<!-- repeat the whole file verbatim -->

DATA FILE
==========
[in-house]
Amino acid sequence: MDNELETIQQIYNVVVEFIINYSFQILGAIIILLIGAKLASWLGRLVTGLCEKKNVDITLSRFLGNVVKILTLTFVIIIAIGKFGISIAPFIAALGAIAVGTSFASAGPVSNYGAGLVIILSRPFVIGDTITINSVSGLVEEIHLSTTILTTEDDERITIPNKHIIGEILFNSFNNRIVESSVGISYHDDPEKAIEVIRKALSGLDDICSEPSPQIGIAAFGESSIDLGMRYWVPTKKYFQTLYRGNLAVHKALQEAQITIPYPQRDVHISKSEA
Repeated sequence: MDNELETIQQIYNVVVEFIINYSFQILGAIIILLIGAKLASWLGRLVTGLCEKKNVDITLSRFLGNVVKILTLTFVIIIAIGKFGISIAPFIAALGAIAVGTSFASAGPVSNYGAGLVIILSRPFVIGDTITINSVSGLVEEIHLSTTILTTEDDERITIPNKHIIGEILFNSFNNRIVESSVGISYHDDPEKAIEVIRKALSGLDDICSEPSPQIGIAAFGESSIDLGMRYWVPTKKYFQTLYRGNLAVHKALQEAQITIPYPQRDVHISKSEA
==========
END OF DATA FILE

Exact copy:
[in-house]
Amino acid sequence: MDNELETIQQIYNVVVEFIINYSFQILGAIIILLIGAKLASWLGRLVTGLCEKKNVDITLSRFLGNVVKILTLTFVIIIAIGKFGISIAPFIAALGAIAVGTSFASAGPVSNYGAGLVIILSRPFVIGDTITINSVSGLVEEIHLSTTILTTEDDERITIPNKHIIGEILFNSFNNRIVESSVGISYHDDPEKAIEVIRKALSGLDDICSEPSPQIGIAAFGESSIDLGMRYWVPTKKYFQTLYRGNLAVHKALQEAQITIPYPQRDVHISKSEA
Repeated sequence: MDNELETIQQIYNVVVEFIINYSFQILGAIIILLIGAKLASWLGRLVTGLCEKKNVDITLSRFLGNVVKILTLTFVIIIAIGKFGISIAPFIAALGAIAVGTSFASAGPVSNYGAGLVIILSRPFVIGDTITINSVSGLVEEIHLSTTILTTEDDERITIPNKHIIGEILFNSFNNRIVESSVGISYHDDPEKAIEVIRKALSGLDDICSEPSPQIGIAAFGESSIDLGMRYWVPTKKYFQTLYRGNLAVHKALQEAQITIPYPQRDVHISKSEA